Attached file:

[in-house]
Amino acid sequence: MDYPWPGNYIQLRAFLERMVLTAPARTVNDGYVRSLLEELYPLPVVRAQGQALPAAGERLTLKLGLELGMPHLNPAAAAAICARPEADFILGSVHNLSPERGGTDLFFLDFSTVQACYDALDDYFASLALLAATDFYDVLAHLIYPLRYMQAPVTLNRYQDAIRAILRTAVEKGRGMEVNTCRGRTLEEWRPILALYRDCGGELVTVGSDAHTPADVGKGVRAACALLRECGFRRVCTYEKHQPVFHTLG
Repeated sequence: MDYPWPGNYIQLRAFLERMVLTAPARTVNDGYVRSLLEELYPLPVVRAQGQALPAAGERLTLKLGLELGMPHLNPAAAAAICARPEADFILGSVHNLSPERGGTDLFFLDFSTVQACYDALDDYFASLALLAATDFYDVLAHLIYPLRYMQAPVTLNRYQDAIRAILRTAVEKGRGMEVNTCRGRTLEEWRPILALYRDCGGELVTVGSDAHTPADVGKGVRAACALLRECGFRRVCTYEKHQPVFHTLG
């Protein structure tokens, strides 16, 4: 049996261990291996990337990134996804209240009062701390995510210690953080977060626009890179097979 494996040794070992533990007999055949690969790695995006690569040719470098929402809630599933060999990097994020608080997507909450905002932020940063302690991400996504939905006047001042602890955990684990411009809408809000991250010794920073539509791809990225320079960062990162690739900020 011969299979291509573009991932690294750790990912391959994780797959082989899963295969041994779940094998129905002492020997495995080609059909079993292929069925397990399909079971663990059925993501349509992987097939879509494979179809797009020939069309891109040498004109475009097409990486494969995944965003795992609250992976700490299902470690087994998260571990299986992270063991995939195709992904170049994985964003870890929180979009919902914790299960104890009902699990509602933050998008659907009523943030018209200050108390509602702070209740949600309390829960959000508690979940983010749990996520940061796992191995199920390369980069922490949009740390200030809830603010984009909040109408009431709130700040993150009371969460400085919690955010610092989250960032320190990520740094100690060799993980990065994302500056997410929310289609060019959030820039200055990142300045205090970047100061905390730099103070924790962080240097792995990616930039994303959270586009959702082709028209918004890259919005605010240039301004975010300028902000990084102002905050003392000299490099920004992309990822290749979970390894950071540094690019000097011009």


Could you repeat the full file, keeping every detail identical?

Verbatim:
[in-house]
Amino acid sequence: MDYPWPGNYIQLRAFLERMVLTAPARTVNDGYVRSLLEELYPLPVVRAQGQALPAAGERLTLKLGLELGMPHLNPAAAAAICARPEADFILGSVHNLSPERGGTDLFFLDFSTVQACYDALDDYFASLALLAATDFYDVLAHLIYPLRYMQAPVTLNRYQDAIRAILRTAVEKGRGMEVNTCRGRTLEEWRPILALYRDCGGELVTVGSDAHTPADVGKGVRAACALLRECGFRRVCTYEKHQPVFHTLG
Repeated sequence: MDYPWPGNYIQLRAFLERMVLTAPARTVNDGYVRSLLEELYPLPVVRAQGQALPAAGERLTLKLGLELGMPHLNPAAAAAICARPEADFILGSVHNLSPERGGTDLFFLDFSTVQACYDALDDYFASLALLAATDFYDVLAHLIYPLRYMQAPVTLNRYQDAIRAILRTAVEKGRGMEVNTCRGRTLEEWRPILALYRDCGGELVTVGSDAHTPADVGKGVRAACALLRECGFRRVCTYEKHQPVFHTLG
């Protein structure tokens, strides 16, 4: 049996261990291996990337990134996804209240009062701390995510210690953080977060626009890179097979 494996040794070992533990007999055949690969790695995006690569040719470098929402809630599933060999990097994020608080997507909450905002932020940063302690991400996504939905006047001042602890955990684990411009809408809000991250010794920073539509791809990225320079960062990162690739900020 011969299979291509573009991932690294750790990912391959994780797959082989899963295969041994779940094998129905002492020997495995080609059909079993292929069925397990399909079971663990059925993501349509992987097939879509494979179809797009020939069309891109040498004109475009097409990486494969995944965003795992609250992976700490299902470690087994998260571990299986992270063991995939195709992904170049994985964003870890929180979009919902914790299960104890009902699990509602933050998008659907009523943030018209200050108390509602702070209740949600309390829960959000508690979940983010749990996520940061796992191995199920390369980069922490949009740390200030809830603010984009909040109408009431709130700040993150009371969460400085919690955010610092989250960032320190990520740094100690060799993980990065994302500056997410929310289609060019959030820039200055990142300045205090970047100061905390730099103070924790962080240097792995990616930039994303959270586009959702082709028209918004890259919005605010240039301004975010300028902000990084102002905050003392000299490099920004992309990822290749979970390894950071540094690019000097011009």